The Maldives , Bangladesh and other low-lying countries more susceptible to flooding and climate change pleaded with industrialised nations for more action.
Last November, the Stern report suggested that 200 million people could be displaced by 2050 by rising sea levels and drought. It said the global economy could shrink by one-fifth. Even Osama bin Laden accused the US in 2002 of harming nature "with your industrial waste and gases more than any nation in history".

1.7. Maritime policy to bring jobs and fight climate change
3 May 2007,
Europe ‘s future maritime policy could create huge employment opportunities while helping ease the consequences of climate change and support energy security, according to Commission President José Manuel Barroso.
A package of proposals for an all-embracing EU maritime policy will focus not only on strengthening the global competitiveness of Europe’s maritime industries and protecting the marine environment, but will also seek to respond to key challenges such as climate change, energy security, migration and drug trafficking, said Commission President Barroso at a conference on Europe’s future maritime policy in Bremen on 2 May.
He said that an integrated approach to maritime policy could help ease the consequences of climate change, such as rising sea levels and increasingly violent storms, through research and investments in coastal regions. The future policy could also support the development of new sea-based energy sources – such as methane hydrates from the seabed – "opening up possibilities that could dwarf all reserves of oil and gas known today" and providing "huge employment opportunities in the coastal regions and beyond".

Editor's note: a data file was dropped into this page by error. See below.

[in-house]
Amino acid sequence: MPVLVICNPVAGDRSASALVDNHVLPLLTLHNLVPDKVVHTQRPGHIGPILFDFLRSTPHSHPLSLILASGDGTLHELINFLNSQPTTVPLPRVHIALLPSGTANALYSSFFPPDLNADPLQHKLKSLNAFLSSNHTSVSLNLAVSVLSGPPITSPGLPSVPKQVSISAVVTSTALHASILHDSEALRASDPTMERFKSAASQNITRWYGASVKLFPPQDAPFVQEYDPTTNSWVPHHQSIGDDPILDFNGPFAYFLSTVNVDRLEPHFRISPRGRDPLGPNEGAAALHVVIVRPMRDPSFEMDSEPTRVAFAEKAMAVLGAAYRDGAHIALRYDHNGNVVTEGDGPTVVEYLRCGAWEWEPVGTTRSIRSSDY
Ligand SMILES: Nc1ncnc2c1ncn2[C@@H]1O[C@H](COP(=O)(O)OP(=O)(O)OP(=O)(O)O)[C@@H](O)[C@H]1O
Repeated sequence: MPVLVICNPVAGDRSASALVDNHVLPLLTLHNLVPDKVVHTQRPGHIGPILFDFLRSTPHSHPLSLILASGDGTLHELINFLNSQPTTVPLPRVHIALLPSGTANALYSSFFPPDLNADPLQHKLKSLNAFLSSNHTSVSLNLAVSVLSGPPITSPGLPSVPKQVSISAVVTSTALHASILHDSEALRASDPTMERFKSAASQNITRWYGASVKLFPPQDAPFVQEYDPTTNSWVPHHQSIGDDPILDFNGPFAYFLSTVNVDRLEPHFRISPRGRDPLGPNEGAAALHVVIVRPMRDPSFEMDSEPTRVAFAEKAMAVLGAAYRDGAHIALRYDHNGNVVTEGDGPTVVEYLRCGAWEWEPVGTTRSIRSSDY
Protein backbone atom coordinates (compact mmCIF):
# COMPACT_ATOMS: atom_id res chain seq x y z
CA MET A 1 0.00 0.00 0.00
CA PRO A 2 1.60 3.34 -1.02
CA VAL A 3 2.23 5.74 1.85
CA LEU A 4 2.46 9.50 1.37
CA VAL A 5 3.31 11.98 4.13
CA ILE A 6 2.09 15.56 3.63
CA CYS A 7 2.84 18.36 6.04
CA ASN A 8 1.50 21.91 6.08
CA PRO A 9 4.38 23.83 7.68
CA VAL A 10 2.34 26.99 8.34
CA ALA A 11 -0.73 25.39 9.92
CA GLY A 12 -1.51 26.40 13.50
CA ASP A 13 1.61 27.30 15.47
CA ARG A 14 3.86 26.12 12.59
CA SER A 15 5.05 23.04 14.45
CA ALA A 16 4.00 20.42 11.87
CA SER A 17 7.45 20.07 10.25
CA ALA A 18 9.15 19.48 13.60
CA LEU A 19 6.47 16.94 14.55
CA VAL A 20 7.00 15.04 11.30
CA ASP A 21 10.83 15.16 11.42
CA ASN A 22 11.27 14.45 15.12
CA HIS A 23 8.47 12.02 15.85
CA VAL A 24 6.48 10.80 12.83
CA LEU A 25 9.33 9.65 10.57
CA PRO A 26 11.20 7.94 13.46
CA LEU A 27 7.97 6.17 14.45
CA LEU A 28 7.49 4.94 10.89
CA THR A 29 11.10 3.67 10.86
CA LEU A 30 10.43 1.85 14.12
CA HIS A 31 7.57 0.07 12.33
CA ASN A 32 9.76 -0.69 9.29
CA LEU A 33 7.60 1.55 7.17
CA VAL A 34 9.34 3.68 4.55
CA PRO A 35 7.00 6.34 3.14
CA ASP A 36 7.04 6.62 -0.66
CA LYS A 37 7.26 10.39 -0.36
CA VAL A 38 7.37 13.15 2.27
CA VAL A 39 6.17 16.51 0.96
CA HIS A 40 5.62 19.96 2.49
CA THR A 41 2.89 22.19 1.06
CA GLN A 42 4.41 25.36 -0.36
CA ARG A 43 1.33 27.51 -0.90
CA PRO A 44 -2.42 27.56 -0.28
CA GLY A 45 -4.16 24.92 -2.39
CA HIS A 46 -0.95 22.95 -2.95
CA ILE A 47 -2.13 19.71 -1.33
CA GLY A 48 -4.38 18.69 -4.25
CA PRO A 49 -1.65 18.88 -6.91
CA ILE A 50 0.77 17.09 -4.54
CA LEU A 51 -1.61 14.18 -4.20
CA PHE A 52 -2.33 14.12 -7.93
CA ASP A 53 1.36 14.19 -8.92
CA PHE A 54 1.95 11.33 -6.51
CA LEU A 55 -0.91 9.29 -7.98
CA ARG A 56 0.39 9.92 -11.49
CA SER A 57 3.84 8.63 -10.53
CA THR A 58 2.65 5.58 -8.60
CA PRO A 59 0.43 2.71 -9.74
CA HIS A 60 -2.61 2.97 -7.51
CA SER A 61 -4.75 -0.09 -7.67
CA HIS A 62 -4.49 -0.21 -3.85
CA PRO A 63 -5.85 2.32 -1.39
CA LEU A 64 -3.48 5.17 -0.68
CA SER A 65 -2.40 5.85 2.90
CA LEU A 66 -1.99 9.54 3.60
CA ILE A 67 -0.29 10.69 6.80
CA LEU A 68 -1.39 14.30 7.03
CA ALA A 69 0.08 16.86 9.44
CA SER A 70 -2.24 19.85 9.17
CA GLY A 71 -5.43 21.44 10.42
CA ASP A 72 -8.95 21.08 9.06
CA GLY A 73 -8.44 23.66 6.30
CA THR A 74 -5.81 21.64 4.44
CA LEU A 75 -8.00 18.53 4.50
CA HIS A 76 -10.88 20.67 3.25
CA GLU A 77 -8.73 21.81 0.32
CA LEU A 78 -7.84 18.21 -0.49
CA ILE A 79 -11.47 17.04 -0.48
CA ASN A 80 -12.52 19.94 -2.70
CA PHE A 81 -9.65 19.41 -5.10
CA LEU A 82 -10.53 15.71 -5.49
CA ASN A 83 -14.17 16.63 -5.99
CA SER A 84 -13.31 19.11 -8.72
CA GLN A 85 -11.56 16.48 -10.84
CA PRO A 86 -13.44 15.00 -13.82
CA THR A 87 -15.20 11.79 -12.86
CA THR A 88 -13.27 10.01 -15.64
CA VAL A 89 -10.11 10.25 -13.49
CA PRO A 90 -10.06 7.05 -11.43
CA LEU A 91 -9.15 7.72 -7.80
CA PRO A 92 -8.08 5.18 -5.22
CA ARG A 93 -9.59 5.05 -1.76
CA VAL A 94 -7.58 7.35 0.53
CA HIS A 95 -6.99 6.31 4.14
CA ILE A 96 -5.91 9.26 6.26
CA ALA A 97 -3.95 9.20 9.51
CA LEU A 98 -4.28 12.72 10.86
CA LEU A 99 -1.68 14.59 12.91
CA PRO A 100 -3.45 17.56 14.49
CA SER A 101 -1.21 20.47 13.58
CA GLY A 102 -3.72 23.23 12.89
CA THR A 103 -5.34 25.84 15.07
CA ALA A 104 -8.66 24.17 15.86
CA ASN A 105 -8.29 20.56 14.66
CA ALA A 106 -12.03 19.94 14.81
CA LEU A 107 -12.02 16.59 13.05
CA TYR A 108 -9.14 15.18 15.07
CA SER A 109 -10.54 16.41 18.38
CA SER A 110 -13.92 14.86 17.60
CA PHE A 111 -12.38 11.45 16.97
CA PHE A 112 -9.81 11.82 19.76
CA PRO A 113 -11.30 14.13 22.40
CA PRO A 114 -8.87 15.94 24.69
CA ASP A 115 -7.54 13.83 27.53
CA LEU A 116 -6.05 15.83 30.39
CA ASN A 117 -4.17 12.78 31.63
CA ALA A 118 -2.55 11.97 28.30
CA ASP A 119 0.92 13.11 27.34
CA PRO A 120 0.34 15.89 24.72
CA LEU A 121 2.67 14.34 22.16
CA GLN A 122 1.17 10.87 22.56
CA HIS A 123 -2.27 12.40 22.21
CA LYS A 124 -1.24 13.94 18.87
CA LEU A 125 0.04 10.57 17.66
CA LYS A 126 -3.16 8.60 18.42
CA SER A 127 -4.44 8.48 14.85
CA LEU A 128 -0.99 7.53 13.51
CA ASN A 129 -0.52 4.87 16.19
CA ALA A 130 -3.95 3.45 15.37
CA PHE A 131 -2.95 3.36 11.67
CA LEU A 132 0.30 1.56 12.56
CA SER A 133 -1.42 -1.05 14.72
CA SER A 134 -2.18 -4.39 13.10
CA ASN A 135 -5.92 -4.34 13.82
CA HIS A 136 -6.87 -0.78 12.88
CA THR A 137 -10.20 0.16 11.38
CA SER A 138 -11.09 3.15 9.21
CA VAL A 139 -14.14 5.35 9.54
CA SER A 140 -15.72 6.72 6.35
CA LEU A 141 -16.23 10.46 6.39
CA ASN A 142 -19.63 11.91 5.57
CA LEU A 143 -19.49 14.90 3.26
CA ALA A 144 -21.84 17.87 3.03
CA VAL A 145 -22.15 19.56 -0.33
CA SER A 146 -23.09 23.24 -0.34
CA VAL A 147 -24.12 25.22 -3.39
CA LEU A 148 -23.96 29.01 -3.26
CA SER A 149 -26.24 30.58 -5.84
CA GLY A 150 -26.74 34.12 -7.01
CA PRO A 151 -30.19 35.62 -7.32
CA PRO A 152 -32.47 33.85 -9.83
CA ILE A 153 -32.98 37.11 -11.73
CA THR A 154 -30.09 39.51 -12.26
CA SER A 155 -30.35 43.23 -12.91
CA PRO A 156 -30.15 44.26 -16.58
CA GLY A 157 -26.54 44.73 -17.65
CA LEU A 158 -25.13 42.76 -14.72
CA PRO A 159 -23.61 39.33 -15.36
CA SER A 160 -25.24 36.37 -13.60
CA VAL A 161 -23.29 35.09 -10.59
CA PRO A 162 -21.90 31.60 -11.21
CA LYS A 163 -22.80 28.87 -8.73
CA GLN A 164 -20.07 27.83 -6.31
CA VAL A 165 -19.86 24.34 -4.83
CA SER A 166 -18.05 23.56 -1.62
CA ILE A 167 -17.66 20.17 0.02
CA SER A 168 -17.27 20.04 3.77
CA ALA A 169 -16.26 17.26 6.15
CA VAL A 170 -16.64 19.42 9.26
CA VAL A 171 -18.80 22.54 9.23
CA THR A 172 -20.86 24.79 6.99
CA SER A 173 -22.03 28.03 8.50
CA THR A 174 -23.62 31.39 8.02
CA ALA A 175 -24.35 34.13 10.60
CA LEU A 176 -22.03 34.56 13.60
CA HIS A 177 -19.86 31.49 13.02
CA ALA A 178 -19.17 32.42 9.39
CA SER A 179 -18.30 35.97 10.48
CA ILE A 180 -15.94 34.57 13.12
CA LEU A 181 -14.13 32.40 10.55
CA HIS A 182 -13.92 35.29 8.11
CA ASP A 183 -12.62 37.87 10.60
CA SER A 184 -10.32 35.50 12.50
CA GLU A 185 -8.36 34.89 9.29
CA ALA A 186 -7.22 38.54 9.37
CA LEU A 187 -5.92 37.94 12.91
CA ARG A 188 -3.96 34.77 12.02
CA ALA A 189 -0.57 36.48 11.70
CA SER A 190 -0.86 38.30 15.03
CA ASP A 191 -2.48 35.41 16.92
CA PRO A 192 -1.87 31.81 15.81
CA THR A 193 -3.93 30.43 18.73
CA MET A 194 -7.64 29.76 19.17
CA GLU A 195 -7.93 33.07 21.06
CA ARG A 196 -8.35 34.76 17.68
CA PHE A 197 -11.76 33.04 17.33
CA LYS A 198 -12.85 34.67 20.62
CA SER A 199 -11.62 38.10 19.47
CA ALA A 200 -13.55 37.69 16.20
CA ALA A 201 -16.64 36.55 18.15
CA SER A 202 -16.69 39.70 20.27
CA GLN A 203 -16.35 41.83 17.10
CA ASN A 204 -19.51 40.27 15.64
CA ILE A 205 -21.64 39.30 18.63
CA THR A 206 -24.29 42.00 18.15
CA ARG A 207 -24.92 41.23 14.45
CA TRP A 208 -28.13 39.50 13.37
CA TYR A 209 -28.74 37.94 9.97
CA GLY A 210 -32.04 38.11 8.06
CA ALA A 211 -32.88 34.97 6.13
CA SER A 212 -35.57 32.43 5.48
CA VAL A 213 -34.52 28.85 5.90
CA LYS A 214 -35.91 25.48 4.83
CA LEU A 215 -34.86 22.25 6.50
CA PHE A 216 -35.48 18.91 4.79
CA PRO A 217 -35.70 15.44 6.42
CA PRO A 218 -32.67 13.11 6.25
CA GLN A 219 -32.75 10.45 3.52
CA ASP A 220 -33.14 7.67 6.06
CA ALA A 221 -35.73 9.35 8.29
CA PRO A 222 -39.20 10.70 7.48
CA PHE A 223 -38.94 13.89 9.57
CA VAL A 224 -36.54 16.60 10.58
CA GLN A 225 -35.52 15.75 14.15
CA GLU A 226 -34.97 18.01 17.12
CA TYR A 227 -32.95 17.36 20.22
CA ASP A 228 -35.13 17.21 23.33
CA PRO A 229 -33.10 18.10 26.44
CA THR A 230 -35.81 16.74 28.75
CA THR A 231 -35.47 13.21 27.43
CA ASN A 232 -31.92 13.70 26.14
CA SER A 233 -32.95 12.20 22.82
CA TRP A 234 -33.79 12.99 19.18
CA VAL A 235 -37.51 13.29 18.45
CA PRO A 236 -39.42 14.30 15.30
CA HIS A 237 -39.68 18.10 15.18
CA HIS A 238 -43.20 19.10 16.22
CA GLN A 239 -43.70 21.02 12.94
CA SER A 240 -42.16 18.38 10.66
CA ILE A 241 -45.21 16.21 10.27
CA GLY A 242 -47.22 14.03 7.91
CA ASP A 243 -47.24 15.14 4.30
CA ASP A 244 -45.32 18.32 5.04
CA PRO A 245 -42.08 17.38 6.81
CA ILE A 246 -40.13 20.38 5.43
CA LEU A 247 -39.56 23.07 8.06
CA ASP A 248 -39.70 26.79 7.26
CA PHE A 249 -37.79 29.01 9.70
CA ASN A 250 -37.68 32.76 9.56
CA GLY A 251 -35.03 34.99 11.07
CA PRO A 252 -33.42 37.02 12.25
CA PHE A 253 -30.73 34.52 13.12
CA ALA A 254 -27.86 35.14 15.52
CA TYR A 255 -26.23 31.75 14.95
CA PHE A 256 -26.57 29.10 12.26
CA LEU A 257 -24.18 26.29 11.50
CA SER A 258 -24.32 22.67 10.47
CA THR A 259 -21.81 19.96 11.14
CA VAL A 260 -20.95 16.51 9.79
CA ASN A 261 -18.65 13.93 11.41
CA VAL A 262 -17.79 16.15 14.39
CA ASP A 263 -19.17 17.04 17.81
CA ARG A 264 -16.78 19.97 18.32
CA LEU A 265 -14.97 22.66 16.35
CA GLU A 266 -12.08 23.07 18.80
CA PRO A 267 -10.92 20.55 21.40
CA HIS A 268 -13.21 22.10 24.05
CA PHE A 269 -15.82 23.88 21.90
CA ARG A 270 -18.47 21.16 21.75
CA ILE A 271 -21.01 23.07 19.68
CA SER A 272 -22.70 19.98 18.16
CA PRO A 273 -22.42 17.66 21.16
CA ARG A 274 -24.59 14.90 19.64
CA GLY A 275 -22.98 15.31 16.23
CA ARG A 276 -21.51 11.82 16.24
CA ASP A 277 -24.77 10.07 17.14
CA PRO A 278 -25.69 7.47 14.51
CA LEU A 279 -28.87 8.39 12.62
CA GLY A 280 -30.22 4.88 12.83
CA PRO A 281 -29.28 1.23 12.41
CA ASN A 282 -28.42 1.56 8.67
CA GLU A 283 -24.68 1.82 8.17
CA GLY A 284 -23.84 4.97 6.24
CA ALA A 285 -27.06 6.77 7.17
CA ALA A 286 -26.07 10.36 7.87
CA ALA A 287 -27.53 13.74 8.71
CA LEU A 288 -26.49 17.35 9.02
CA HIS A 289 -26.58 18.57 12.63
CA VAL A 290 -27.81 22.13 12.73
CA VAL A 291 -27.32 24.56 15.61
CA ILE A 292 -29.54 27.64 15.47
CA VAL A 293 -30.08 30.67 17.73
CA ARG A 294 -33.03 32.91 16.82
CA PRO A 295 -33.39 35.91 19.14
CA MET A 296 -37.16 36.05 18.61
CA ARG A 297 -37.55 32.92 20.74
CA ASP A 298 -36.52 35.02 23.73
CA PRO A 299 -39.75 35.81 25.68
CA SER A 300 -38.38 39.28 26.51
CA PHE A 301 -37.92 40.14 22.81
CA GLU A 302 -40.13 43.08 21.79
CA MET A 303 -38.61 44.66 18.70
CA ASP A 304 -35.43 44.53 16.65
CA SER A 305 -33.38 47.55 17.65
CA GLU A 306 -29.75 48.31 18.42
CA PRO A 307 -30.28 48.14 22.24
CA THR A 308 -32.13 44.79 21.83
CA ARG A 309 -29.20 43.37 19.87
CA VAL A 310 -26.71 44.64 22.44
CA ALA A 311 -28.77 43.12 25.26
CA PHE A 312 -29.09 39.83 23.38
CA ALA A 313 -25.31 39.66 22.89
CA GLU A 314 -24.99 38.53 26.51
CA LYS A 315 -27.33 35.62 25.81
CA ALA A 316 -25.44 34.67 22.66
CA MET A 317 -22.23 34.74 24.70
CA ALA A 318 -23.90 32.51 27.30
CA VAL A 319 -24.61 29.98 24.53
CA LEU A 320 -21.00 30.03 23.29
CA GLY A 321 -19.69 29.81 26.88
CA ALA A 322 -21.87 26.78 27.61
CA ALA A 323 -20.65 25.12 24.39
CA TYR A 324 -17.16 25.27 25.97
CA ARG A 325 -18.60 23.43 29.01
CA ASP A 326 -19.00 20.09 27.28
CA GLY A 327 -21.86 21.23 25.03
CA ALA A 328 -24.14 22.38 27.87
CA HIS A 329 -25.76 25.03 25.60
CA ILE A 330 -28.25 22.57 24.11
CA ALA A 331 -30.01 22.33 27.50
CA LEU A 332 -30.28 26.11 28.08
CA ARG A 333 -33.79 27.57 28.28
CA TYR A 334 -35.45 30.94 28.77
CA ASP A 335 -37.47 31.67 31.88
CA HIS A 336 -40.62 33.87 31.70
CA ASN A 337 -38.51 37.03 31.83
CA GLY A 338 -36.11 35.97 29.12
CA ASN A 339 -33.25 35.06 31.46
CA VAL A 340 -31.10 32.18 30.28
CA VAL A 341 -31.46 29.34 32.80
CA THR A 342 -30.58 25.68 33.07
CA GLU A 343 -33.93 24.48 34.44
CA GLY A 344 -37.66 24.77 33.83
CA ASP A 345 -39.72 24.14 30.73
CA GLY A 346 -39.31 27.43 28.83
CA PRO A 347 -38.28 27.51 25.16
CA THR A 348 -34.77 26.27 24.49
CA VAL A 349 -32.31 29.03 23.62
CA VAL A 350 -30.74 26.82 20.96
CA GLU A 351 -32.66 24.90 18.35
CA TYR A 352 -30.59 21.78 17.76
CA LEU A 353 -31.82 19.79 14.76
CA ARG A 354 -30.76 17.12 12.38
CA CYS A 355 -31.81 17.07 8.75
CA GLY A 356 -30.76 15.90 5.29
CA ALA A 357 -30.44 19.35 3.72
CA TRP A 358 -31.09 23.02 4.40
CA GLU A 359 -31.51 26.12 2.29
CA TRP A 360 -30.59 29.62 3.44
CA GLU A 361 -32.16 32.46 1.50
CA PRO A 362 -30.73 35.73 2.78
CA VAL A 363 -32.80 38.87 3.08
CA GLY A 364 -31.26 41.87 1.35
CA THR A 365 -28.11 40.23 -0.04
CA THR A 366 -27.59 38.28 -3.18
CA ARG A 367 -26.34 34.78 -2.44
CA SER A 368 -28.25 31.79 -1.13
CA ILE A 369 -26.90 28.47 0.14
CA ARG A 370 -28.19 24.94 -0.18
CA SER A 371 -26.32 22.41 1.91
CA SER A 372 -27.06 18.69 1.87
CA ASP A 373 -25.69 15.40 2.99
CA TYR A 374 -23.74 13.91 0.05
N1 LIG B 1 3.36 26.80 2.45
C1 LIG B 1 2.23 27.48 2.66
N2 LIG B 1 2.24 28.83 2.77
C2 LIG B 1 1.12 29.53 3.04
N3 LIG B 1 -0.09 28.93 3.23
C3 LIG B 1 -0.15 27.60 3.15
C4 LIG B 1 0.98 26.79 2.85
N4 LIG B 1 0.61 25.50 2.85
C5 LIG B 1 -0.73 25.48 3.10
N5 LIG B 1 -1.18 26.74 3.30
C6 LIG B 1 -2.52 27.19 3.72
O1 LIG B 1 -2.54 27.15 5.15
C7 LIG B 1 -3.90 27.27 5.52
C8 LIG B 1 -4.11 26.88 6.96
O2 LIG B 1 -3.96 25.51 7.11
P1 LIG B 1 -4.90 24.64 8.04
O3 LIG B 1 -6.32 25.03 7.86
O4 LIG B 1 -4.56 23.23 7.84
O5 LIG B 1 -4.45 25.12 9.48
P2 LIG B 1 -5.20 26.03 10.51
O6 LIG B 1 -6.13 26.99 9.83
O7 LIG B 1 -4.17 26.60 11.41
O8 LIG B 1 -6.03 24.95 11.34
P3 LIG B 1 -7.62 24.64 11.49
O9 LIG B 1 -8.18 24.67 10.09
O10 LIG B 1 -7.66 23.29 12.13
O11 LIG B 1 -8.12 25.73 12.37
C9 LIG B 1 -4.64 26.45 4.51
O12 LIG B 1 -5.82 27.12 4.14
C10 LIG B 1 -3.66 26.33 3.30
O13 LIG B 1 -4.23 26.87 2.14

The proposals, due to be presented by the Commission in October 2007 once the consultation process is over, will, for the first time, gather under a single heading sectors that are currently treated separately despite their interconnections and possible conflicts of interests: fisheries, shipbuilding, port activities, tourism, coastal management, marine research, environmental protection and maritime safety to name just a few.
"The emerging EU maritime policy is a perfect example of how the European project is moving forward. The sea unites us. This is the type of project we need in the debate on the future of Europe . It is specific enough to engage people in a real debate. It is political. It gives new perspectives for sustainable growth and employment. And it is evident that European cooperation is necessary to take it forward," said Barroso.


2.1. Ukraine announces its ambition to become a first player on AAU trade market
By Irina Stavchuk, National ecological centre of Ukraine
Over the last few months a lot of developments are happening on the mechanism of international emission trading in Ukraine . A new state Agency on Green Investments was created, number regulatory and institutional arrangements has been planned and with help of World Bank, Point Carbon and Regional Environmental Center few seminars and high level round tables were conducted.
Ukraine is the second biggest supplier of AAUs after Russia and according to World Bank experts can offer from 0.45 to 1.5 billions of “hot air” to the global market. The head of the recently created Agency on Green Investments is financial advisor to the current Minister of Environmental Protection. He claims that Ukraine is planning to sell up to 1 billion of CO2e credits and will act strategically to influence the market price.
According to the World bank director on sustainable development, Ukraine could become an important player on the market, but has to consider three main factors: time for action is an essence, there is competition on global carbon market since the current supply of carbon credits is much higher than demand and that carbon credits are a National asset and have to be treated accordingly.
The Ministry of environmental protection admitted that Ukraine still has to finalize the registry under UNFCCC which is necessary to become eligible for Kyoto mechanisms and that the legal basis for AAU trading is still to be developed.
Buyers’ perspective: